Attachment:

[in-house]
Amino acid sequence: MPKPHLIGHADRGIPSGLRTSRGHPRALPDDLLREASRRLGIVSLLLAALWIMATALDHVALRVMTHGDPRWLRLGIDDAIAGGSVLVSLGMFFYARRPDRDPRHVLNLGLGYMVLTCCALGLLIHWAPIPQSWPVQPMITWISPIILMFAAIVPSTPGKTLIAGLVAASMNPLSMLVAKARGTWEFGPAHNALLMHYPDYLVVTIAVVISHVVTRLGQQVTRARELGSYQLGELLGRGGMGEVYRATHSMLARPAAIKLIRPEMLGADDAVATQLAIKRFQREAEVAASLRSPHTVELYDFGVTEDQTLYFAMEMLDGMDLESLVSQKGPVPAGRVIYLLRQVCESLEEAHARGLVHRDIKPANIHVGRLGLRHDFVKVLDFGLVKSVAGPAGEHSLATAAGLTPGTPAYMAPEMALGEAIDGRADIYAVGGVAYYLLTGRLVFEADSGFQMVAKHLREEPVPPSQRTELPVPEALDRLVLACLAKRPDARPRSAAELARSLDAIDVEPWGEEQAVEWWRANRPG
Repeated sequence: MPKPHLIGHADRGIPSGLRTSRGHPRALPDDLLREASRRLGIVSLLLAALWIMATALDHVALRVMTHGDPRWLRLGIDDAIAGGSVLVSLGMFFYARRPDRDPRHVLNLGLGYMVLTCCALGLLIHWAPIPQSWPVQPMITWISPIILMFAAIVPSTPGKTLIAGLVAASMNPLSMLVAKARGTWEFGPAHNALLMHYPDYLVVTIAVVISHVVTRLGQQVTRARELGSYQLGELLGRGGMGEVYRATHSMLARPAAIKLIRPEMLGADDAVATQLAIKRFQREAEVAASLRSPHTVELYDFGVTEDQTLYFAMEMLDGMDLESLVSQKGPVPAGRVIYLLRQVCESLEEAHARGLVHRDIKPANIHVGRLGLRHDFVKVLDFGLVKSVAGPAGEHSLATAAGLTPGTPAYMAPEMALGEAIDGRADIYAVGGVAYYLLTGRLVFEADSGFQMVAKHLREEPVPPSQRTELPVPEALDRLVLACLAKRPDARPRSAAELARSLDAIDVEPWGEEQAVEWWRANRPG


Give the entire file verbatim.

[in-house]
Amino acid sequence: MPKPHLIGHADRGIPSGLRTSRGHPRALPDDLLREASRRLGIVSLLLAALWIMATALDHVALRVMTHGDPRWLRLGIDDAIAGGSVLVSLGMFFYARRPDRDPRHVLNLGLGYMVLTCCALGLLIHWAPIPQSWPVQPMITWISPIILMFAAIVPSTPGKTLIAGLVAASMNPLSMLVAKARGTWEFGPAHNALLMHYPDYLVVTIAVVISHVVTRLGQQVTRARELGSYQLGELLGRGGMGEVYRATHSMLARPAAIKLIRPEMLGADDAVATQLAIKRFQREAEVAASLRSPHTVELYDFGVTEDQTLYFAMEMLDGMDLESLVSQKGPVPAGRVIYLLRQVCESLEEAHARGLVHRDIKPANIHVGRLGLRHDFVKVLDFGLVKSVAGPAGEHSLATAAGLTPGTPAYMAPEMALGEAIDGRADIYAVGGVAYYLLTGRLVFEADSGFQMVAKHLREEPVPPSQRTELPVPEALDRLVLACLAKRPDARPRSAAELARSLDAIDVEPWGEEQAVEWWRANRPG
Repeated sequence: MPKPHLIGHADRGIPSGLRTSRGHPRALPDDLLREASRRLGIVSLLLAALWIMATALDHVALRVMTHGDPRWLRLGIDDAIAGGSVLVSLGMFFYARRPDRDPRHVLNLGLGYMVLTCCALGLLIHWAPIPQSWPVQPMITWISPIILMFAAIVPSTPGKTLIAGLVAASMNPLSMLVAKARGTWEFGPAHNALLMHYPDYLVVTIAVVISHVVTRLGQQVTRARELGSYQLGELLGRGGMGEVYRATHSMLARPAAIKLIRPEMLGADDAVATQLAIKRFQREAEVAASLRSPHTVELYDFGVTEDQTLYFAMEMLDGMDLESLVSQKGPVPAGRVIYLLRQVCESLEEAHARGLVHRDIKPANIHVGRLGLRHDFVKVLDFGLVKSVAGPAGEHSLATAAGLTPGTPAYMAPEMALGEAIDGRADIYAVGGVAYYLLTGRLVFEADSGFQMVAKHLREEPVPPSQRTELPVPEALDRLVLACLAKRPDARPRSAAELARSLDAIDVEPWGEEQAVEWWRANRPG